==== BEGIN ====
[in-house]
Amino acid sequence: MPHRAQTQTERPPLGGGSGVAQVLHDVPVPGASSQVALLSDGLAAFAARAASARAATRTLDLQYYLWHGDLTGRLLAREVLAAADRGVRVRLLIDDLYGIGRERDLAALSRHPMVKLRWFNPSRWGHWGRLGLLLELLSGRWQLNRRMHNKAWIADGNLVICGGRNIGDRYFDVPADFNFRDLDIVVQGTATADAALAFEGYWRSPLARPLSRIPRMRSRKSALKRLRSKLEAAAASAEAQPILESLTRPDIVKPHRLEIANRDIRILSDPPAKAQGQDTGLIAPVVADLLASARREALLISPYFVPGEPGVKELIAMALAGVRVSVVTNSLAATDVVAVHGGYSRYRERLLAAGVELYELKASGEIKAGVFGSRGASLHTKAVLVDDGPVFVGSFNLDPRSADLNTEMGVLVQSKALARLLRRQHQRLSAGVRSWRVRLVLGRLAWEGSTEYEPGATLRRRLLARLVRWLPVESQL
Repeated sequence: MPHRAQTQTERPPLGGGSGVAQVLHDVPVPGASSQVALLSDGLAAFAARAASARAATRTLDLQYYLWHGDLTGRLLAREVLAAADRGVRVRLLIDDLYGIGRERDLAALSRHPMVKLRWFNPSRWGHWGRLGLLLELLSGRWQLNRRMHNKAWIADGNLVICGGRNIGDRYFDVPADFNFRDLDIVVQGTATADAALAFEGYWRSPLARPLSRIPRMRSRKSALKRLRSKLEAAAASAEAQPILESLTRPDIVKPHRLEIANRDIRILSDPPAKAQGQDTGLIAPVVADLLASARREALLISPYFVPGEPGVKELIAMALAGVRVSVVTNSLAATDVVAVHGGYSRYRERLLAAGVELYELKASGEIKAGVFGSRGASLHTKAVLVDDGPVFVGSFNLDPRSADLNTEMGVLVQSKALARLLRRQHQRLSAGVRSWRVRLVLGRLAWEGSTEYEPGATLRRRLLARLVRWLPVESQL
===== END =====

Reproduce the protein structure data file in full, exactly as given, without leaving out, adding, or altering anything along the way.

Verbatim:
[in-house]
Amino acid sequence: MPHRAQTQTERPPLGGGSGVAQVLHDVPVPGASSQVALLSDGLAAFAARAASARAATRTLDLQYYLWHGDLTGRLLAREVLAAADRGVRVRLLIDDLYGIGRERDLAALSRHPMVKLRWFNPSRWGHWGRLGLLLELLSGRWQLNRRMHNKAWIADGNLVICGGRNIGDRYFDVPADFNFRDLDIVVQGTATADAALAFEGYWRSPLARPLSRIPRMRSRKSALKRLRSKLEAAAASAEAQPILESLTRPDIVKPHRLEIANRDIRILSDPPAKAQGQDTGLIAPVVADLLASARREALLISPYFVPGEPGVKELIAMALAGVRVSVVTNSLAATDVVAVHGGYSRYRERLLAAGVELYELKASGEIKAGVFGSRGASLHTKAVLVDDGPVFVGSFNLDPRSADLNTEMGVLVQSKALARLLRRQHQRLSAGVRSWRVRLVLGRLAWEGSTEYEPGATLRRRLLARLVRWLPVESQL
Repeated sequence: MPHRAQTQTERPPLGGGSGVAQVLHDVPVPGASSQVALLSDGLAAFAARAASARAATRTLDLQYYLWHGDLTGRLLAREVLAAADRGVRVRLLIDDLYGIGRERDLAALSRHPMVKLRWFNPSRWGHWGRLGLLLELLSGRWQLNRRMHNKAWIADGNLVICGGRNIGDRYFDVPADFNFRDLDIVVQGTATADAALAFEGYWRSPLARPLSRIPRMRSRKSALKRLRSKLEAAAASAEAQPILESLTRPDIVKPHRLEIANRDIRILSDPPAKAQGQDTGLIAPVVADLLASARREALLISPYFVPGEPGVKELIAMALAGVRVSVVTNSLAATDVVAVHGGYSRYRERLLAAGVELYELKASGEIKAGVFGSRGASLHTKAVLVDDGPVFVGSFNLDPRSADLNTEMGVLVQSKALARLLRRQHQRLSAGVRSWRVRLVLGRLAWEGSTEYEPGATLRRRLLARLVRWLPVESQL